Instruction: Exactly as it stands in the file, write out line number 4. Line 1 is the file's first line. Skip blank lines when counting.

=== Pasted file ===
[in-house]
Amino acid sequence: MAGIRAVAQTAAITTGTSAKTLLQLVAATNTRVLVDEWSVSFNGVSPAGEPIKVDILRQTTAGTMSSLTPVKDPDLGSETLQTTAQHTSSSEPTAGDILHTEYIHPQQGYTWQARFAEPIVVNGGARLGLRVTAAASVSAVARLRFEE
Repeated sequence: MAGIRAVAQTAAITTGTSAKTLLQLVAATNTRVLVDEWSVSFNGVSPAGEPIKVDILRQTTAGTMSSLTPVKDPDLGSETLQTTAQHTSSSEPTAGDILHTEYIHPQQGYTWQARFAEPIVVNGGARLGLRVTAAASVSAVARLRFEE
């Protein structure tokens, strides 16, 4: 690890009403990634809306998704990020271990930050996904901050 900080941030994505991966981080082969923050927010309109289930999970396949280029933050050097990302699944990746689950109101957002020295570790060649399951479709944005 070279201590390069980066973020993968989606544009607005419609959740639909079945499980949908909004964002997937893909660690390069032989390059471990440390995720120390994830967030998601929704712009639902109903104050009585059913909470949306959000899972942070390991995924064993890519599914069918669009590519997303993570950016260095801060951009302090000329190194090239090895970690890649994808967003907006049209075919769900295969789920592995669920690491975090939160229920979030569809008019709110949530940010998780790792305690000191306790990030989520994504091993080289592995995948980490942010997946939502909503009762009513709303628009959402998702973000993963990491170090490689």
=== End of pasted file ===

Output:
């Protein structure tokens, strides 16, 4: 690890009403990634809306998704990020271990930050996904901050 900080941030994505991966981080082969923050927010309109289930999970396949280029933050050097990302699944990746689950109101957002020295570790060649399951479709944005 070279201590390069980066973020993968989606544009607005419609959740639909079945499980949908909004964002997937893909660690390069032989390059471990440390995720120390994830967030998601929704712009639902109903104050009585059913909470949306959000899972942070390991995924064993890519599914069918669009590519997303993570950016260095801060951009302090000329190194090239090895970690890649994808967003907006049209075919769900295969789920592995669920690491975090939160229920979030569809008019709110949530940010998780790792305690000191306790990030989520994504091993080289592995995948980490942010997946939502909503009762009513709303628009959402998702973000993963990491170090490689």